The Growth of Stuart Symington

Straight, Michael
June 1954
New Republic;6/21/54, Vol. 130 Issue 25, p12
This article presents information on U.S. politics and governement. When U.S. politician Stuart Symington ran for the United States Senate in 1952, he stood as a moderate conservative, in opposition to a Truman Democrat. U.S. Senator, J. McCarthy went down to Missouri to campaign against him and for the Republican candidate, James Kem. But when Symington came to Washington, defense and not McCarthy was his great concern. Very slowly he came to resent McCarthy as he watched him run his subcommittee. But he played no important part on the subcommittee and disliked it as a futile diversion from his major concern. But when McCarthy turned against the pentagon his attitude hardened.


Related Articles

  • Poker-Playing Stu. Harrison, Selig S. // New Republic;6/20/60, Vol. 142 Issue 25, p11 

    Profiles the professional life of U.S. Democratic candidate Stuart Symington. Facts about Symington's candidacy; Advantage of flexible behavior of Symington; Contributions of Symington as Assistant War Secretary for Air in 1946.

  • Everybody's No. 2.  // Time;11/9/1959, Vol. 74 Issue 19, p24 

    The article profiles Missouri Senator Stuart Symington who plans to run for president in the 1960 Democratic nominations in the U.S. It mentions that Symington was born in Amherst, Massachusetts and raised in Baltimore, Maryland wherein he practiced law. It states that Symington has a high-level...

  • Stu IS READY AND WAITING. Morris, Joe Alex // Saturday Evening Post;5/7/1960, Vol. 232 Issue 45, p32 

    Presents views and insights on the chances of Senator Stuart Symington being nominated for President of the U.S. Views of the author and political critics on the personality and character of Symington; Career development; Policies and initiatives supported and proposed by Symington in his...

  • FAREWELL TO MR. KEM. Dilliard, Irvin // New Republic;10/27/52, Vol. 127 Issue 17, p16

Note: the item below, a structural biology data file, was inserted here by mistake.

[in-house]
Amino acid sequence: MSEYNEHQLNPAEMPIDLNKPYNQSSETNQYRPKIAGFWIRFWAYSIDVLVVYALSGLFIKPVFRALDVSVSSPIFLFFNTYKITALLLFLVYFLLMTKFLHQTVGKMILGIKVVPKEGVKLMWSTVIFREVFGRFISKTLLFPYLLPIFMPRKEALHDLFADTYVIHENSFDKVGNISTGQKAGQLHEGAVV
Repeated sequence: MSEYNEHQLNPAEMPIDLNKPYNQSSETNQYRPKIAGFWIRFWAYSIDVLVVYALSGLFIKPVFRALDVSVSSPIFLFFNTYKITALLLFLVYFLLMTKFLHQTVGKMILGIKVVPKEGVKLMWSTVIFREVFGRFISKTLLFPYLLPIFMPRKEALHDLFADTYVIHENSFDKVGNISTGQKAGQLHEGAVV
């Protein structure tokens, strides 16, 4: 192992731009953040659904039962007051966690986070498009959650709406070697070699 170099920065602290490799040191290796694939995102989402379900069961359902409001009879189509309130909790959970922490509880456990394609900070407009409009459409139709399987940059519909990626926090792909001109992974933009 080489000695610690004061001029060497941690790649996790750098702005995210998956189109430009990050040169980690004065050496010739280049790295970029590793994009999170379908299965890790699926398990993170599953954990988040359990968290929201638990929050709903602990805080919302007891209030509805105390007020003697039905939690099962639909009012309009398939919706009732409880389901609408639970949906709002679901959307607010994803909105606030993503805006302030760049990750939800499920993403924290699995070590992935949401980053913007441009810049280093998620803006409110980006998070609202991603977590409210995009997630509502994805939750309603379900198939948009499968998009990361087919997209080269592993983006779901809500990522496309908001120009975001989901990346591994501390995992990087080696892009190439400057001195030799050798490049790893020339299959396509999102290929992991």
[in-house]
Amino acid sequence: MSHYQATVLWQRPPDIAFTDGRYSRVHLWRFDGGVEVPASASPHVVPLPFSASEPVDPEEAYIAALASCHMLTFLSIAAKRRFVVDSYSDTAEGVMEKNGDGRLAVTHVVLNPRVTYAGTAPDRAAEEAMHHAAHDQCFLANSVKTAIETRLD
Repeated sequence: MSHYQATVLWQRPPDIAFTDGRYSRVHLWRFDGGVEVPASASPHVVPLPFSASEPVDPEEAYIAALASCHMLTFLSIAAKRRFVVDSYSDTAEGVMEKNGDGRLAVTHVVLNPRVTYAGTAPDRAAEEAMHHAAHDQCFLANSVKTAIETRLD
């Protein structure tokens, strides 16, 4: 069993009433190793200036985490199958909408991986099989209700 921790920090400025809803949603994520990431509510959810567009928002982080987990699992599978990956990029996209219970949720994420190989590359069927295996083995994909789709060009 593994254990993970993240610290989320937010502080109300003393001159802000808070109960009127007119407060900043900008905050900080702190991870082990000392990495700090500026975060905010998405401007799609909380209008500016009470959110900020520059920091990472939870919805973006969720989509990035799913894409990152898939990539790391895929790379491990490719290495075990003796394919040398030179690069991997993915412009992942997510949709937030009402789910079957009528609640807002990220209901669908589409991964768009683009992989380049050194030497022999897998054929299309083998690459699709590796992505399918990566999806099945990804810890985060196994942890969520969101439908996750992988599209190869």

Focuses on the debate between nominees for the U.S. Senate James P. Kem and Stuart Symington. Political activities of Kem in Missouri; Comparison of six years of Kem in Senate and Symington on various administrative posts in Washington; Opposition of natural-gas grab bill by Kem along with...

  • Candidate Bubbling With Charm. Morris, Joe Alex // Saturday Evening Post;7/21/1956, Vol. 229 Issue 3, p26 

    The article assesses the potential nomination of U.S. Senator Stuart Symington in the 1956 presidential campaign for the leadership of the Democratic Party. Symington is a businessman, an experienced government administrator and a political neophyte. Since his election as a senator in the 1952...

  • Trends. Evans, M. Stanton // National Review Bulletin;10/2/1962, Vol. 13 Issue 13, p6 

    The article reflects on government officials involvement with private corporations which result in conflict of interest in the states. The involvement of former Treasury secretary George Humphrey with the M. A. Hanna Co. created an impact on Senator Stuart Symington and Liberal representatives....

  • Washington Wire. T. R. B. // New Republic;11/26/56, Vol. 135 Issue 22, p2 

    This article presents matters related to U.S. politics. There is still a bare possibility that the Republican Party will take control of the United States Senate. Democratic Senate control means that bankrupt Southern leadership prevails. It means that liberal Democrats must protest or to held...

  • CHRONICLE.  // America;5/6/1911, Vol. 5 Issue 4, p73 

    This section presents news briefs on political and social issues in the U.S. and other countries as of May 1911. Republicans in the U.S. Senate have rejected demands of the party's progressive members to give Senator Robert La Follette a place on the Committee on Interstate Senate. In Canada, a...

  • Why nine is a big number. Bontempo, Lisa // LP/Gas;Nov2008, Vol. 68 Issue 11, p38 

    The author explains the importance of having nine additional seats to be occupied by the Democrats in the U.S. Senate. She says that the Senate, prior the November 2008 election, is composed of 49 Republicans, 49 Democrats and two Independents. She claims that the Democrats should have nine...


Read the Article


Sorry, but this item is not currently available from your library.

Try another library?
Sign out of this library

Other Topics